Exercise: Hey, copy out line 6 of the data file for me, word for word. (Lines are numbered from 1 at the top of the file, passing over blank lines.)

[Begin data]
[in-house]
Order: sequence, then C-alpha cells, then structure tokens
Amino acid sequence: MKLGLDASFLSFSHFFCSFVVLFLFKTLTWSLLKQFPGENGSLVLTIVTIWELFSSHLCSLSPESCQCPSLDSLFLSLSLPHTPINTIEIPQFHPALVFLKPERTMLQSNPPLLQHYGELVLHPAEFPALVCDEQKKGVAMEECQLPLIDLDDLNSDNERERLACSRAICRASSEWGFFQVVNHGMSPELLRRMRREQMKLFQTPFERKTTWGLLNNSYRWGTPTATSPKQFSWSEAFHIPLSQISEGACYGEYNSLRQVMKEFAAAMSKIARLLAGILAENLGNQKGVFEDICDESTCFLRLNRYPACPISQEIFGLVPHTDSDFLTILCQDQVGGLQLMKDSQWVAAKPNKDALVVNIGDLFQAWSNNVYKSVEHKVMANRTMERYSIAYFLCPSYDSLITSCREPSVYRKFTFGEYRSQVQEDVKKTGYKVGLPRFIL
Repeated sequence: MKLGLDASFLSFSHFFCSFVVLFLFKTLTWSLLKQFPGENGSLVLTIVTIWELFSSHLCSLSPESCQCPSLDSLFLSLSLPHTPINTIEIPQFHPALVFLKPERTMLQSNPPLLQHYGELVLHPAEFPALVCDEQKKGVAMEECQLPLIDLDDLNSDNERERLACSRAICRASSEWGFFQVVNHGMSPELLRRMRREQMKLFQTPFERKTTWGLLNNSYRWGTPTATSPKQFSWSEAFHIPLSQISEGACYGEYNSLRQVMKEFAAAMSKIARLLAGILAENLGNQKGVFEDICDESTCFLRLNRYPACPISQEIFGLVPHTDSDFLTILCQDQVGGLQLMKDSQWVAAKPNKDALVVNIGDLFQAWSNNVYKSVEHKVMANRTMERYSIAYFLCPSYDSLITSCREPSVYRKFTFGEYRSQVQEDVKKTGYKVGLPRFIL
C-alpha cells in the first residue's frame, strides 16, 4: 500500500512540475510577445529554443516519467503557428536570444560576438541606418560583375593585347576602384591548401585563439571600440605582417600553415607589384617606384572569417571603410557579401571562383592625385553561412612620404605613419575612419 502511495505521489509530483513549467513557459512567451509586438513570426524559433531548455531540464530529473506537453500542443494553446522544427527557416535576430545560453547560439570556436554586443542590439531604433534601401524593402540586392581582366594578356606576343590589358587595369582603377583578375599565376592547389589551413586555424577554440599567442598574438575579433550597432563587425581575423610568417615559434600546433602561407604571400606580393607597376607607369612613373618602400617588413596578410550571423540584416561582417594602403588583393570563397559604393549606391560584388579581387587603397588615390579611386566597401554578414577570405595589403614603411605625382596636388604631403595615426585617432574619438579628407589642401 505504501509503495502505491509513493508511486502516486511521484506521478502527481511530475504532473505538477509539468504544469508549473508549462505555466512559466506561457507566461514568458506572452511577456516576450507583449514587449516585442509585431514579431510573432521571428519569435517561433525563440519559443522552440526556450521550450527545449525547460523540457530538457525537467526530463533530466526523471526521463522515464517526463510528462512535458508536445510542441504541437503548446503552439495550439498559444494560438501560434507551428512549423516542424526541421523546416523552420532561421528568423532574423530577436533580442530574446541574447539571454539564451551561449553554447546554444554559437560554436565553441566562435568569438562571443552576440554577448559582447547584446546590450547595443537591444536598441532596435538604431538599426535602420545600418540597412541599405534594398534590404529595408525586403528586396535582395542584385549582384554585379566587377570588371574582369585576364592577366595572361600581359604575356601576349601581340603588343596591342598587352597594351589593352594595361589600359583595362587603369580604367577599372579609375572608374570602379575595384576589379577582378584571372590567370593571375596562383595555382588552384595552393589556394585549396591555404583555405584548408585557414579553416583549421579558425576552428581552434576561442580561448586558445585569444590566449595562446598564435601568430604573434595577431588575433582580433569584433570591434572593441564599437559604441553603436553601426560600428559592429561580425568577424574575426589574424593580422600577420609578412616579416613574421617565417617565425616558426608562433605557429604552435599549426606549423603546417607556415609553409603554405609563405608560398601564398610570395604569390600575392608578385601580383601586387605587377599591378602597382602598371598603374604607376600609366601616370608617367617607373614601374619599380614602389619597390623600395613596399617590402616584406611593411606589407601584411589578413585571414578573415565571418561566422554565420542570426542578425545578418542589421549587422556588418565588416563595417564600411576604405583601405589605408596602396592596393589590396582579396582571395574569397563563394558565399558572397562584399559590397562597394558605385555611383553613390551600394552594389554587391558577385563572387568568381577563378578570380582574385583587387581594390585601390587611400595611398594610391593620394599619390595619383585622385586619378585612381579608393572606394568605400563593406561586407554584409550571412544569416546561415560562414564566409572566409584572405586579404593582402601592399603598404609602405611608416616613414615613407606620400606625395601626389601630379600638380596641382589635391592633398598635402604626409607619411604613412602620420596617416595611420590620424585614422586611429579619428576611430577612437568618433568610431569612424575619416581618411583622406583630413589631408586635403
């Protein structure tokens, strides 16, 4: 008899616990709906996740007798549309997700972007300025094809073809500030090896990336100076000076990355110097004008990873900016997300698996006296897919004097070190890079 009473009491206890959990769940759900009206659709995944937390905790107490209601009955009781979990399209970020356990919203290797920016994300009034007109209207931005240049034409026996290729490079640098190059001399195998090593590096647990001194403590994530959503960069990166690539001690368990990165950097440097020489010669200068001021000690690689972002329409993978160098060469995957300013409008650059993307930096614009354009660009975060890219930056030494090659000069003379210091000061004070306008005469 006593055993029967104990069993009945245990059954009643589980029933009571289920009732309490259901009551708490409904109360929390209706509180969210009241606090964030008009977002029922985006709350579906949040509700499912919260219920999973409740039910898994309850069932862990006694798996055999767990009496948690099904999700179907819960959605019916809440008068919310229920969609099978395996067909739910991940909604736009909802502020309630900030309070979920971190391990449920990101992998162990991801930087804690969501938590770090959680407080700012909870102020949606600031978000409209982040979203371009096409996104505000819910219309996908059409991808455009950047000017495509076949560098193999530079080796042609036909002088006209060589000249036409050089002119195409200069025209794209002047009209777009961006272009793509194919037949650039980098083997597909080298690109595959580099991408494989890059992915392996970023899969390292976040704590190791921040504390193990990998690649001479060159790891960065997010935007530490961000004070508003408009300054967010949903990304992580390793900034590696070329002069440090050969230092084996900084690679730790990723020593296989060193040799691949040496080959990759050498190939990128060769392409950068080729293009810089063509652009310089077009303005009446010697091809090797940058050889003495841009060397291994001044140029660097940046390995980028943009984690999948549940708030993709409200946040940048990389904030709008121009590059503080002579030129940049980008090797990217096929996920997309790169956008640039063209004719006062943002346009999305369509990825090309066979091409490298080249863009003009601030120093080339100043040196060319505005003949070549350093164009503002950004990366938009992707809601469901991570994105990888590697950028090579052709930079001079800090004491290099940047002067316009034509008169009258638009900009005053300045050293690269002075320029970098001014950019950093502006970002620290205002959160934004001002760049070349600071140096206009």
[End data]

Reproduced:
């Protein structure tokens, strides 16, 4: 008899616990709906996740007798549309997700972007300025094809073809500030090896990336100076000076990355110097004008990873900016997300698996006296897919004097070190890079 009473009491206890959990769940759900009206659709995944937390905790107490209601009955009781979990399209970020356990919203290797920016994300009034007109209207931005240049034409026996290729490079640098190059001399195998090593590096647990001194403590994530959503960069990166690539001690368990990165950097440097020489010669200068001021000690690689972002329409993978160098060469995957300013409008650059993307930096614009354009660009975060890219930056030494090659000069003379210091000061004070306008005469 006593055993029967104990069993009945245990059954009643589980029933009571289920009732309490259901009551708490409904109360929390209706509180969210009241606090964030008009977002029922985006709350579906949040509700499912919260219920999973409740039910898994309850069932862990006694798996055999767990009496948690099904999700179907819960959605019916809440008068919310229920969609099978395996067909739910991940909604736009909802502020309630900030309070979920971190391990449920990101992998162990991801930087804690969501938590770090959680407080700012909870102020949606600031978000409209982040979203371009096409996104505000819910219309996908059409991808455009950047000017495509076949560098193999530079080796042609036909002088006209060589000249036409050089002119195409200069025209794209002047009209777009961006272009793509194919037949650039980098083997597909080298690109595959580099991408494989890059992915392996970023899969390292976040704590190791921040504390193990990998690649001479060159790891960065997010935007530490961000004070508003408009300054967010949903990304992580390793900034590696070329002069440090050969230092084996900084690679730790990723020593296989060193040799691949040496080959990759050498190939990128060769392409950068080729293009810089063509652009310089077009303005009446010697091809090797940058050889003495841009060397291994001044140029660097940046390995980028943009984690999948549940708030993709409200946040940048990389904030709008121009590059503080002579030129940049980008090797990217096929996920997309790169956008640039063209004719006062943002346009999305369509990825090309066979091409490298080249863009003009601030120093080339100043040196060319505005003949070549350093164009503002950004990366938009992707809601469901991570994105990888590697950028090579052709930079001079800090004491290099940047002067316009034509008169009258638009900009005053300045050293690269002075320029970098001014950019950093502006970002620290205002959160934004001002760049070349600071140096206009």